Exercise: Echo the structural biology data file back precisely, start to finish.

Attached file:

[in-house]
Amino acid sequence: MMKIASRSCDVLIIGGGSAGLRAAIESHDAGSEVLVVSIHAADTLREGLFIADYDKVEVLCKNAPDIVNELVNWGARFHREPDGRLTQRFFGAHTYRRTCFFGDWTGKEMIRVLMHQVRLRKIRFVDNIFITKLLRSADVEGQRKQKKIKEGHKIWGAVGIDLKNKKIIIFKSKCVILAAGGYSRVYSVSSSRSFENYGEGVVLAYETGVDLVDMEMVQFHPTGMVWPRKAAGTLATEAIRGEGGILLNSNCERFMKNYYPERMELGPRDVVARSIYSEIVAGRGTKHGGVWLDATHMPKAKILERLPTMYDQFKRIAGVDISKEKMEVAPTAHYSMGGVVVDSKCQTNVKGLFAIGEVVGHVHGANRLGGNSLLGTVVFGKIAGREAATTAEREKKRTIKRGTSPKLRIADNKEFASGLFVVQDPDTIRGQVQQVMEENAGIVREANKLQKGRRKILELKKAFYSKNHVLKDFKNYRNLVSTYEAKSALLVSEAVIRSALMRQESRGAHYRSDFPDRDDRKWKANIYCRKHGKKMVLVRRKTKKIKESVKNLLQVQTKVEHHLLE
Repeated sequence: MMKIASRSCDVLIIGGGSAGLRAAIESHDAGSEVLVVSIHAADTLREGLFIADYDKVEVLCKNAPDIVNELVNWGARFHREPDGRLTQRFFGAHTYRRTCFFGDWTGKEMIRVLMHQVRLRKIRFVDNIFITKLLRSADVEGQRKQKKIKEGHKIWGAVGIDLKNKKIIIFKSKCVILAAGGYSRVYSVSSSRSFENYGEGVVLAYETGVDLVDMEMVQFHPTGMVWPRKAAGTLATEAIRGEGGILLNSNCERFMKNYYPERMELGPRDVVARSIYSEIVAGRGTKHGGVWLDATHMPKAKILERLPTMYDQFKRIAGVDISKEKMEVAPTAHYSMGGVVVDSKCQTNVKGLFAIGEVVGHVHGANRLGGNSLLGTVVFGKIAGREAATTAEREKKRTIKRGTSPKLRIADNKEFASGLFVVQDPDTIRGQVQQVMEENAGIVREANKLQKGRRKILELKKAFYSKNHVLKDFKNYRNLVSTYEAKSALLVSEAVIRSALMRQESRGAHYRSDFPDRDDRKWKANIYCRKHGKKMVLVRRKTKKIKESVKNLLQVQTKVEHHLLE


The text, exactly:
[in-house]
Amino acid sequence: MMKIASRSCDVLIIGGGSAGLRAAIESHDAGSEVLVVSIHAADTLREGLFIADYDKVEVLCKNAPDIVNELVNWGARFHREPDGRLTQRFFGAHTYRRTCFFGDWTGKEMIRVLMHQVRLRKIRFVDNIFITKLLRSADVEGQRKQKKIKEGHKIWGAVGIDLKNKKIIIFKSKCVILAAGGYSRVYSVSSSRSFENYGEGVVLAYETGVDLVDMEMVQFHPTGMVWPRKAAGTLATEAIRGEGGILLNSNCERFMKNYYPERMELGPRDVVARSIYSEIVAGRGTKHGGVWLDATHMPKAKILERLPTMYDQFKRIAGVDISKEKMEVAPTAHYSMGGVVVDSKCQTNVKGLFAIGEVVGHVHGANRLGGNSLLGTVVFGKIAGREAATTAEREKKRTIKRGTSPKLRIADNKEFASGLFVVQDPDTIRGQVQQVMEENAGIVREANKLQKGRRKILELKKAFYSKNHVLKDFKNYRNLVSTYEAKSALLVSEAVIRSALMRQESRGAHYRSDFPDRDDRKWKANIYCRKHGKKMVLVRRKTKKIKESVKNLLQVQTKVEHHLLE
Repeated sequence: MMKIASRSCDVLIIGGGSAGLRAAIESHDAGSEVLVVSIHAADTLREGLFIADYDKVEVLCKNAPDIVNELVNWGARFHREPDGRLTQRFFGAHTYRRTCFFGDWTGKEMIRVLMHQVRLRKIRFVDNIFITKLLRSADVEGQRKQKKIKEGHKIWGAVGIDLKNKKIIIFKSKCVILAAGGYSRVYSVSSSRSFENYGEGVVLAYETGVDLVDMEMVQFHPTGMVWPRKAAGTLATEAIRGEGGILLNSNCERFMKNYYPERMELGPRDVVARSIYSEIVAGRGTKHGGVWLDATHMPKAKILERLPTMYDQFKRIAGVDISKEKMEVAPTAHYSMGGVVVDSKCQTNVKGLFAIGEVVGHVHGANRLGGNSLLGTVVFGKIAGREAATTAEREKKRTIKRGTSPKLRIADNKEFASGLFVVQDPDTIRGQVQQVMEENAGIVREANKLQKGRRKILELKKAFYSKNHVLKDFKNYRNLVSTYEAKSALLVSEAVIRSALMRQESRGAHYRSDFPDRDDRKWKANIYCRKHGKKMVLVRRKTKKIKESVKNLLQVQTKVEHHLLE